San Juan Mountains

San Juan Mountains
San Juan Mountains: Grenadier Range

Tuesday, April 5, 2016

Denver's Housing Crisis is Government Made

Some time ago I posted an article to this blog describing how Denver Mayor Hancock wants to create a massive public housing development with money the city does not have.  That article can be found here.  In the course of describing the alleged problem that exists with the housing market in Denver I referenced the economic maxim of supply and demand.  Housing in Denver is some of the most expensive in the Socialist Democracy of Amerika.  Depending upon whom you consult you will find Denver housing costs, for both rentals and new homes, on lists of the top five most expensive metropolitan areas in the country.  I have no reason to doubt those statistics as they are prepared by profit seeking real estate professionals rather than government bureaucrats.
In that earlier post I argued that Denver has seen an influx of new citizens while, at the same time, little to no new housing creation.  That combination of circumstances has created the dramatic rise in housing costs for the folks living in the Denver area.  I argued that eventually profit seeking businessmen would come to Denver and build all sorts of new housing developments, thus reliving the supply side problem and causing rents and new home prices to stabilize or perhaps even decline.  As it turns out, my prediction for the future is dead wrong.  There is another player in the Denver real estate market that I was not aware of at the time.  That new player is the source of the problem.  Let me tell you about that today.
I was sitting on the deck of the eight floor of a luxurious downtown condominium complex on Easter Sunday afternoon, talking with the owner, who also happens to be a man who lives and works downtown.  Across the street from his condominium was a very large residential building under construction.  I asked him if he expected the new building to create a parking problem for him since I expressed doubt that the new building would have sufficient underground parking to handle all the new residents.  He agreed that it could be a good idea for some entrepreneur to build a multi-story parking garage in order to exploit the situation of a serious lack of downtown parking.  Then he told me something I did not know.  It changed my entire understanding of the alleged problem with Denver housing costs.
Apparently the Denver city council passed a law a couple of years back designed to protect condominium purchasers from evil, profit seeking condominium builders.  In a high profile case, that I vaguely remember, a large condominium complex had been constructed with substandard materials, resulting in numerous problems for the people who purchased the units.  As I recall the situation had been resolved when the condo owners sued the builders in court, winning judgements in their favor and resolving the issues between them.  Career politicians, ever vigilant in looking for a situation to interject themselves into, decided that the citizens of Denver were dangerously unprotected from unscrupulous profit seeking businessmen and that a series of new laws needed to be created.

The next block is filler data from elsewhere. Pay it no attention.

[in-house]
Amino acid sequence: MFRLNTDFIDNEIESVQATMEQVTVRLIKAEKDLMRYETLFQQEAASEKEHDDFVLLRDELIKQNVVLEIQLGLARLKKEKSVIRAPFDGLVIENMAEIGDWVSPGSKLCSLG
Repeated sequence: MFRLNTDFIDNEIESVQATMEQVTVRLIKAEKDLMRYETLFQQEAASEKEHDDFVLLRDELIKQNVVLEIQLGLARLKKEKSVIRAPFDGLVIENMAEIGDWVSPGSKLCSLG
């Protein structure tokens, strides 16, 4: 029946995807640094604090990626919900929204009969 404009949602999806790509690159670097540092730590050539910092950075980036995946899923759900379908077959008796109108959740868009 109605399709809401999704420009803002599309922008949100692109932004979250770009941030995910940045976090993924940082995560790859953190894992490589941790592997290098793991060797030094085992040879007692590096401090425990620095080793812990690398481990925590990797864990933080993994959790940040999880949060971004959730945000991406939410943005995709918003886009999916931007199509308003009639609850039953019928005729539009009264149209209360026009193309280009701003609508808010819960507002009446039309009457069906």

I do not know the specifics of the new laws but the fellow I was sitting with on the deck a week or so ago informed me that any condominium builder who makes the foolish decision to build in Denver is subjected to a series of new rules and regulations that essentially guarantee he will be sued by the purchasers of his building.  From the time construction is completed until exactly seven years later, when the new rules expire, the contractor and anyone even remotely related to him can be sued into oblivion by new owners disgruntled by even the most minor problems with their new homes.  As you would expect, building contractors have made the reasonable decision to stop condominium construction in Denver.  That lack of new construction, coupled with an increase in demand, is what has created the alleged problem of "too high" costs for housing in Denver.
Rather than admit that the creation of a housing-destructive series of laws are responsible for what we now know is an artificially inflated cost for housing in Denver, the career politicians who created the problem refuse to apologize or even acknowledge what they have done to Denver's housing-hungry residents.  On the contrary, Denver's economically challenged mayor has proposed to construct, with money the city does not have, an enormous complex of public housing which, we all know, will be doomed to devolve into slums in very short order.
This is government action at its finest.  Meddling in the business activities of people in search of votes and the potential to create a large victim class which will be obliged to vote for them, career politicians craft laws with dozens of unintentional consequences. When those consequences come home to roost they propose new laws and more spending to solve the problems they create.  The economically ignorant citizens of Denver continue to blindly believe that career politicians are good men and women out to protect them from evil businessmen.  Faith in government is strong in this land.  Envy-filled hatred for men and women who are only guilty of producing things that we want to purchase for a price we are willing to pay is also strong.  What a strange world we live in.

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